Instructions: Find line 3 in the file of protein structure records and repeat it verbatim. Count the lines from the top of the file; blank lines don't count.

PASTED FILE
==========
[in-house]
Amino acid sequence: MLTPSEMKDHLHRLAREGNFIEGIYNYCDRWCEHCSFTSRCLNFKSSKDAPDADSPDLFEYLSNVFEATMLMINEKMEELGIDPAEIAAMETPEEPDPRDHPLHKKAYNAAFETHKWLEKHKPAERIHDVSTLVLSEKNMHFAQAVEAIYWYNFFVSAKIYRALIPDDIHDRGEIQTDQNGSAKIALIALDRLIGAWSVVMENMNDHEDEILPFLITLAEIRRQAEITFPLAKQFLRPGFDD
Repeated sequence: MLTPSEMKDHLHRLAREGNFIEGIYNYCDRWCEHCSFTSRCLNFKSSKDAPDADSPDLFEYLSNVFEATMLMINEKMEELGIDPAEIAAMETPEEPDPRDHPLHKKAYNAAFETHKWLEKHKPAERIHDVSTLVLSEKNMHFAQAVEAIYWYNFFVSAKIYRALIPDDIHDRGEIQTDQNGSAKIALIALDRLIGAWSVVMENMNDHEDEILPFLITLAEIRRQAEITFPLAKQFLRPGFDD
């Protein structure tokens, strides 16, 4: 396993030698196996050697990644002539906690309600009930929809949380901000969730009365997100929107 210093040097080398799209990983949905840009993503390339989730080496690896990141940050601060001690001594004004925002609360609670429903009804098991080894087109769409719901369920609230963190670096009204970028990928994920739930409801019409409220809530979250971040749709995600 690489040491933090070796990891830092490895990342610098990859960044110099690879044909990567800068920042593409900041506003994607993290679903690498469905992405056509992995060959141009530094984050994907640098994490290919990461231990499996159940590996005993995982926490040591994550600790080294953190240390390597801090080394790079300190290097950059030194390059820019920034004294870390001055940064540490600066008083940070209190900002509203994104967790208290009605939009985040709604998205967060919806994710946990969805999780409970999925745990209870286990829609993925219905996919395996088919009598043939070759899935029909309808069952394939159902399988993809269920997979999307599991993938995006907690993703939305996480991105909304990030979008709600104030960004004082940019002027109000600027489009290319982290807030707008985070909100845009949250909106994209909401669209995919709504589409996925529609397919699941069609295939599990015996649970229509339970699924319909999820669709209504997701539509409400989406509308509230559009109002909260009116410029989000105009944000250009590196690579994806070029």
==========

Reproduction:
Repeated sequence: MLTPSEMKDHLHRLAREGNFIEGIYNYCDRWCEHCSFTSRCLNFKSSKDAPDADSPDLFEYLSNVFEATMLMINEKMEELGIDPAEIAAMETPEEPDPRDHPLHKKAYNAAFETHKWLEKHKPAERIHDVSTLVLSEKNMHFAQAVEAIYWYNFFVSAKIYRALIPDDIHDRGEIQTDQNGSAKIALIALDRLIGAWSVVMENMNDHEDEILPFLITLAEIRRQAEITFPLAKQFLRPGFDD